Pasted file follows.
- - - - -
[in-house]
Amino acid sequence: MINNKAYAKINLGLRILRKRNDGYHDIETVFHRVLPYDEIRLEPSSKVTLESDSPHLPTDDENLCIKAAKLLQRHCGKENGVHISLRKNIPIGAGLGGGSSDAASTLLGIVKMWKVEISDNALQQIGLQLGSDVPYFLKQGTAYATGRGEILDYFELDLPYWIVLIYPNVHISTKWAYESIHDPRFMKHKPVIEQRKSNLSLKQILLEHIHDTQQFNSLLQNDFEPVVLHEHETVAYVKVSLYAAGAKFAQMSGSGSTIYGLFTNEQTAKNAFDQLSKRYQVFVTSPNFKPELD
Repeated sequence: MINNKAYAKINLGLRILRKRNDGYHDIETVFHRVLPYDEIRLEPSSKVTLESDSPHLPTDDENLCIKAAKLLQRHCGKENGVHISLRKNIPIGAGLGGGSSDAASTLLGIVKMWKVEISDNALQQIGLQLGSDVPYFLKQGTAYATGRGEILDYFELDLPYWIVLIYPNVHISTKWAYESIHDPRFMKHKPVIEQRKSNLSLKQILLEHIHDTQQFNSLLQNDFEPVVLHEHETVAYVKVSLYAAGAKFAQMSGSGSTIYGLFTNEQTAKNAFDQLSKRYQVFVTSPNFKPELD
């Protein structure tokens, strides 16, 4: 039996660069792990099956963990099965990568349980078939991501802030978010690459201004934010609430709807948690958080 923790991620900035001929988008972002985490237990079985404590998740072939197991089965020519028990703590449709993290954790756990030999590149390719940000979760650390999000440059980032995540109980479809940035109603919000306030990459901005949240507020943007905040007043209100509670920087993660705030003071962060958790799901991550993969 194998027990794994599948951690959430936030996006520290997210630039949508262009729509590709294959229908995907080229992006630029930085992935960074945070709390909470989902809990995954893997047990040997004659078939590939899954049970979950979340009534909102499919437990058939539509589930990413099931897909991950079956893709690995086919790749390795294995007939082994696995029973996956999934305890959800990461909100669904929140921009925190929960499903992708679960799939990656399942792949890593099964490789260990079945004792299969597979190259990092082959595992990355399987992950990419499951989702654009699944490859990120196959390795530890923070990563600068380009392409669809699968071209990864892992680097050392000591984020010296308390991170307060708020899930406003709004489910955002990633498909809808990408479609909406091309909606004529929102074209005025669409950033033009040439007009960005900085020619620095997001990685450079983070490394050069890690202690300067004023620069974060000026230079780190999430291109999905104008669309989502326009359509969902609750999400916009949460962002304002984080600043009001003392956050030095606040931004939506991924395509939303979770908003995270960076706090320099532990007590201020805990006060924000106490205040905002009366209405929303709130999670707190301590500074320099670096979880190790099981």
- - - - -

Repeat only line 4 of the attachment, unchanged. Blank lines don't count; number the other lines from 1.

């Protein structure tokens, strides 16, 4: 039996660069792990099956963990099965990568349980078939991501802030978010690459201004934010609430709807948690958080 923790991620900035001929988008972002985490237990079985404590998740072939197991089965020519028990703590449709993290954790756990030999590149390719940000979760650390999000440059980032995540109980479809940035109603919000306030990459901005949240507020943007905040007043209100509670920087993660705030003071962060958790799901991550993969 194998027990794994599948951690959430936030996006520290997210630039949508262009729509590709294959229908995907080229992006630029930085992935960074945070709390909470989902809990995954893997047990040997004659078939590939899954049970979950979340009534909102499919437990058939539509589930990413099931897909991950079956893709690995086919790749390795294995007939082994696995029973996956999934305890959800990461909100669904929140921009925190929960499903992708679960799939990656399942792949890593099964490789260990079945004792299969597979190259990092082959595992990355399987992950990419499951989702654009699944490859990120196959390795530890923070990563600068380009392409669809699968071209990864892992680097050392000591984020010296308390991170307060708020899930406003709004489910955002990633498909809808990408479609909406091309909606004529929102074209005025669409950033033009040439007009960005900085020619620095997001990685450079983070490394050069890690202690300067004023620069974060000026230079780190999430291109999905104008669309989502326009359509969902609750999400916009949460962002304002984080600043009001003392956050030095606040931004939506991924395509939303979770908003995270960076706090320099532990007590201020805990006060924000106490205040905002009366209405929303709130999670707190301590500074320099670096979880190790099981």